Digital Self-Validation, Real-Life Silence: How White Women Use People of Color for Their Moral Compasses

We need to straighten some more things out for people traveling abroad, apparently. While the work women of color shouldn’t have to do is exhausting, I’m going to take a slight satisfaction out of writing this, so let’s go.

I could honestly go into greater detail about just how I stumbled upon what I’m about to describe to you, but for the too long don’t read version it was essentially the lovely algorithms of Instagram filtering people into my discovery feed that I do not want to see. But because I’m curious, of course, I’m going to click – it led me here, so whatever.

In the photo, I saw a tiredly familiar scene. The place? Africa. The people? A young white woman surrounded blissfully in all her colonialist wonder by a gathering of African children in their village. While not a surprising antic seen commonly from white women traveling abroad, one thing did stick out like a white woman exploiting people of color for her gain: she works for Donald Trump and was traveling with Melania Trump on her recent visit to the African continent. (Greater yet, she’s opened a space in her heart to raise money for these children to have schools – quite lovely, indeed, until you remember that she actively supports a Cheeto impersonator who hates people of color back in the United States of America. Too bad your boss is cutting back foreign aid, huh. THAT COULD REALLY HELP THOSE KIDS.)

My mental faculties had to do about five million rewinds to comprehend the hilarious irony of it all. Here was someone who is not at all embarrassed to work for a man who takes no shortcuts when destroying the lives of people of color, smiling benevolently with these children and saying such colonizer bullshit as:

  • “Some of the most well-behaved children I've ever seen.” (Me: What the fuck were you expecting with your white ass around?”)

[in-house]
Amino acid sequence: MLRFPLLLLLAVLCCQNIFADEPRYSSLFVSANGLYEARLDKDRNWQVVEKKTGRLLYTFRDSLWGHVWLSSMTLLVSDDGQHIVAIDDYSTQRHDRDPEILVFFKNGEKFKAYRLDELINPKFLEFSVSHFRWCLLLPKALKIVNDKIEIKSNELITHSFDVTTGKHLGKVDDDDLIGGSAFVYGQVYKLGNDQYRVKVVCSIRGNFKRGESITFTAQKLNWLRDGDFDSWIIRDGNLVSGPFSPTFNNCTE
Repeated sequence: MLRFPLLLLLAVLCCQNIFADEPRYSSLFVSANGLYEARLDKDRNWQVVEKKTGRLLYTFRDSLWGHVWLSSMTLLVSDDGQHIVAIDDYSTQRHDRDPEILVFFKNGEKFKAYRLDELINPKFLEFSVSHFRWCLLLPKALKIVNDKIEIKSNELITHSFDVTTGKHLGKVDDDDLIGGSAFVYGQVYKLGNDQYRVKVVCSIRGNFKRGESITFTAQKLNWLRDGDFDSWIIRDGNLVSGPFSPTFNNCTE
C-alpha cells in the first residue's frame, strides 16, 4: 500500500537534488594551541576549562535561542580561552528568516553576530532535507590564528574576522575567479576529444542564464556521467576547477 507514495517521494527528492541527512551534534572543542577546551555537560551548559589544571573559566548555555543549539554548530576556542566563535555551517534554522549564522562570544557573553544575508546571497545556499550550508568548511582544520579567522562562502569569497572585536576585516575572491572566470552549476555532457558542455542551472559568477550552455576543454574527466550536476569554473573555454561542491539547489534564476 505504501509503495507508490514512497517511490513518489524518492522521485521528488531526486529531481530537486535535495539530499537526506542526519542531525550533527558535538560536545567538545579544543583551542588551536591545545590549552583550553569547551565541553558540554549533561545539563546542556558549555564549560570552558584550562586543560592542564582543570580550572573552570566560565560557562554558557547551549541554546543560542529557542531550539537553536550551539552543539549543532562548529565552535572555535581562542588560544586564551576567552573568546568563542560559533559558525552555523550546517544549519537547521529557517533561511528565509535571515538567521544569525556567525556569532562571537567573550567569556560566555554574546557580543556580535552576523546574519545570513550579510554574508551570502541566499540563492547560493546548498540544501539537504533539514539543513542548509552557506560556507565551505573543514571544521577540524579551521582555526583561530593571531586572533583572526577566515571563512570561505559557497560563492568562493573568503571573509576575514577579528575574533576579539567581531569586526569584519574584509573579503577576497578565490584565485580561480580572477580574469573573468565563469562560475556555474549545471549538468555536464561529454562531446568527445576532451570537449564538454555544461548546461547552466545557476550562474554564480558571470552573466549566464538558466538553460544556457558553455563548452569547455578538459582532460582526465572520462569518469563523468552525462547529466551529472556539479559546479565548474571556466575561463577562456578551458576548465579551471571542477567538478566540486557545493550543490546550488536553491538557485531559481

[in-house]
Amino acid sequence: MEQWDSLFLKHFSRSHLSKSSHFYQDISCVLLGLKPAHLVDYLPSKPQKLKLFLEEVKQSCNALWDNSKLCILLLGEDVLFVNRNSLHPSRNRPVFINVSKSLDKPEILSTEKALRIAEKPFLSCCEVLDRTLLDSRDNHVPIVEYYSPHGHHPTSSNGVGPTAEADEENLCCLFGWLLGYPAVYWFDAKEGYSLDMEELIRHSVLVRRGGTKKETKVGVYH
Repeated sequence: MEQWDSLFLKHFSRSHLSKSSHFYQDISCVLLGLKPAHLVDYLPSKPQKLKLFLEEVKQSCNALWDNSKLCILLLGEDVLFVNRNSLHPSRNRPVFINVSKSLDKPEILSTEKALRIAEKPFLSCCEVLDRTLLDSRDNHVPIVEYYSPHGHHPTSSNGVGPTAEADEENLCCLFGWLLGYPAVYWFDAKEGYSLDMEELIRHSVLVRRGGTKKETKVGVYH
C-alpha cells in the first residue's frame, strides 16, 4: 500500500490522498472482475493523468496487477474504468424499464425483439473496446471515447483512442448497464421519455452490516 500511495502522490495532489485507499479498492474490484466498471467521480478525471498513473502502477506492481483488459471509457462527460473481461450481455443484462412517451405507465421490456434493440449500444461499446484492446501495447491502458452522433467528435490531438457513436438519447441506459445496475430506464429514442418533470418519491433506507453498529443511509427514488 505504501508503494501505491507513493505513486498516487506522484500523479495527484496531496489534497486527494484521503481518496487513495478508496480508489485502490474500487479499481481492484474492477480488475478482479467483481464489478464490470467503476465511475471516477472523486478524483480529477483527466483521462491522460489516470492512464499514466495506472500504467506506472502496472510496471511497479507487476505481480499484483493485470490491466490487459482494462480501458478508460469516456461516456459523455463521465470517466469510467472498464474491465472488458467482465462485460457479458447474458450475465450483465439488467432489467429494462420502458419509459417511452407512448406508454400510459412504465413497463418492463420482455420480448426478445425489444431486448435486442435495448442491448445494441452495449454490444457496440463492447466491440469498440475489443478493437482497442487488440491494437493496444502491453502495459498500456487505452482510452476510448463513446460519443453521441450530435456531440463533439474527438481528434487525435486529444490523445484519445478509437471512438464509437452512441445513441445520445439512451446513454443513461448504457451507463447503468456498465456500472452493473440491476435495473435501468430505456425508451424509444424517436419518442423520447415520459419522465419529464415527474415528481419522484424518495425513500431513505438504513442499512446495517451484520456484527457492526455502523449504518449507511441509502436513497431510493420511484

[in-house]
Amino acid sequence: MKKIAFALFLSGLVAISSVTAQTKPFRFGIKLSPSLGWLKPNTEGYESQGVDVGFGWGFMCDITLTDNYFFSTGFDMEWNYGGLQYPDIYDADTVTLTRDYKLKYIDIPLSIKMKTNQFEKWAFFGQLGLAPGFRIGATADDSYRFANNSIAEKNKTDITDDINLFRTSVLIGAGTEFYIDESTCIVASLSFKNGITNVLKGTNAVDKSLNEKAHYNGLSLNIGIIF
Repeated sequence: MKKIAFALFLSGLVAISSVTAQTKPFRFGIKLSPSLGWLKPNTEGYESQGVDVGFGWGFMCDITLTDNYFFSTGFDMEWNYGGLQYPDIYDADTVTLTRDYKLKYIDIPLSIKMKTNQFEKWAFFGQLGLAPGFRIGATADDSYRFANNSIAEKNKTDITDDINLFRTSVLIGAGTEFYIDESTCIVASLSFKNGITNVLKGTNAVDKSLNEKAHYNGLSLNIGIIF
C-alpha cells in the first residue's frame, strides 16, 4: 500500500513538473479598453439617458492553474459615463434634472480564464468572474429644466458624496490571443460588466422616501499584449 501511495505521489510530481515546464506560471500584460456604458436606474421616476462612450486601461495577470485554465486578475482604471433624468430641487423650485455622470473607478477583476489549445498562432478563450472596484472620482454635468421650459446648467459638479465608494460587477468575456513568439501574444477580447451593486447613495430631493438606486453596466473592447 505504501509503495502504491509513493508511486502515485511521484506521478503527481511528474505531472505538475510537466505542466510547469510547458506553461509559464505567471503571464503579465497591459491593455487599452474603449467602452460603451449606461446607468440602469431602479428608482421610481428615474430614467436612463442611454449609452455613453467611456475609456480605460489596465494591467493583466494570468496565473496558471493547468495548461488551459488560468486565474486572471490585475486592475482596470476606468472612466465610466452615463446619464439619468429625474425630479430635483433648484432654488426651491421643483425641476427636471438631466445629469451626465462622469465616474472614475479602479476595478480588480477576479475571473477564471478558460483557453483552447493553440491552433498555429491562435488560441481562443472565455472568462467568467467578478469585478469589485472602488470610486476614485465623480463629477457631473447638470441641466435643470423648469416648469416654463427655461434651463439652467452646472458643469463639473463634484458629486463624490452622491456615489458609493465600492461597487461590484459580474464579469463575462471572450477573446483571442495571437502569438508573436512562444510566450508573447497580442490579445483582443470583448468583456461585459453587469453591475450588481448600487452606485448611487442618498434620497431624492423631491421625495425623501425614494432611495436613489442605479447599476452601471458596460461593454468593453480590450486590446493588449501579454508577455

• “This place completely changed my life.” (Me: HOW. Literally, how. Because you get to feel better about yourself?)

  • “Regardless of these conditions, the students and faculty of this school are without a doubt some of the most kind, appreciative and humble individuals I've been lucky enough to be able to encounter.” (Me: Why? Because they’re Black? MY GOD, this narrative of the “poor but grateful” local needs to fucking stop now.)

It’s all quite vexing. But clearly, to reign it in a bit, what we have here is a classic case of white people curating their self-presentation online to appear like better people than they actually are. The “benign” choices of the filters we use or the photos we pick do not happen in a vacuum – they are deliberate decisions aimed to communicate an upgraded version of ourselves to others. Quite naturally, we make a rhetorical choice to highlight the positive traits we’d like others to associate with us: charity, compassion, or friendliness, for starters. But fundamentally it’s crucial to remember that what we decide to post about ourselves online is part of a greater performance of enacting and managing our identities and our value systems.